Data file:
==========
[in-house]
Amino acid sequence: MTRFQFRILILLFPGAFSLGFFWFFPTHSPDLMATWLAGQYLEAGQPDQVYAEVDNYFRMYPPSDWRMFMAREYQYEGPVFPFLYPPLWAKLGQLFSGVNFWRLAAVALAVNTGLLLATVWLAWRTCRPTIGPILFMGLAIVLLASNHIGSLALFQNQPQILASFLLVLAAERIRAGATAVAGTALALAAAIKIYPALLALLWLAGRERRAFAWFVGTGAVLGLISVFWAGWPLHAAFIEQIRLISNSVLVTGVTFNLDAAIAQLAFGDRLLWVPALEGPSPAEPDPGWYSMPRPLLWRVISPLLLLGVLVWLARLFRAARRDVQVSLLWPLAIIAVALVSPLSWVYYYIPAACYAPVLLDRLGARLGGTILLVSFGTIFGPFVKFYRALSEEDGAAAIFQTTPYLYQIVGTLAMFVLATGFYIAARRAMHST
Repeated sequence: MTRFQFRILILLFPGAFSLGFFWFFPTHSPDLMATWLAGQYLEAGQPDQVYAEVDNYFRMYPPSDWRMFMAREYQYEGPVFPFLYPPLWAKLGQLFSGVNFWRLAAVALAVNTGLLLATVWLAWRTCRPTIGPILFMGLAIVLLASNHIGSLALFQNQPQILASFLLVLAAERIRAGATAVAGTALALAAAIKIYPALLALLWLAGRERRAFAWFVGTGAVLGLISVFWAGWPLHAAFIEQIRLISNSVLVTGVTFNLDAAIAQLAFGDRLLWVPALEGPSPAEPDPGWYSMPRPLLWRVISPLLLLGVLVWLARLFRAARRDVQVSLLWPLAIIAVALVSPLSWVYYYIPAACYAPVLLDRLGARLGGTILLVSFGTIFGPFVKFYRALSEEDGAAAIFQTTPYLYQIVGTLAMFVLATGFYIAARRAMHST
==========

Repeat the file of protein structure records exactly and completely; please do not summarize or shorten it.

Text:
[in-house]
Amino acid sequence: MTRFQFRILILLFPGAFSLGFFWFFPTHSPDLMATWLAGQYLEAGQPDQVYAEVDNYFRMYPPSDWRMFMAREYQYEGPVFPFLYPPLWAKLGQLFSGVNFWRLAAVALAVNTGLLLATVWLAWRTCRPTIGPILFMGLAIVLLASNHIGSLALFQNQPQILASFLLVLAAERIRAGATAVAGTALALAAAIKIYPALLALLWLAGRERRAFAWFVGTGAVLGLISVFWAGWPLHAAFIEQIRLISNSVLVTGVTFNLDAAIAQLAFGDRLLWVPALEGPSPAEPDPGWYSMPRPLLWRVISPLLLLGVLVWLARLFRAARRDVQVSLLWPLAIIAVALVSPLSWVYYYIPAACYAPVLLDRLGARLGGTILLVSFGTIFGPFVKFYRALSEEDGAAAIFQTTPYLYQIVGTLAMFVLATGFYIAARRAMHST
Repeated sequence: MTRFQFRILILLFPGAFSLGFFWFFPTHSPDLMATWLAGQYLEAGQPDQVYAEVDNYFRMYPPSDWRMFMAREYQYEGPVFPFLYPPLWAKLGQLFSGVNFWRLAAVALAVNTGLLLATVWLAWRTCRPTIGPILFMGLAIVLLASNHIGSLALFQNQPQILASFLLVLAAERIRAGATAVAGTALALAAAIKIYPALLALLWLAGRERRAFAWFVGTGAVLGLISVFWAGWPLHAAFIEQIRLISNSVLVTGVTFNLDAAIAQLAFGDRLLWVPALEGPSPAEPDPGWYSMPRPLLWRVISPLLLLGVLVWLARLFRAARRDVQVSLLWPLAIIAVALVSPLSWVYYYIPAACYAPVLLDRLGARLGGTILLVSFGTIFGPFVKFYRALSEEDGAAAIFQTTPYLYQIVGTLAMFVLATGFYIAARRAMHST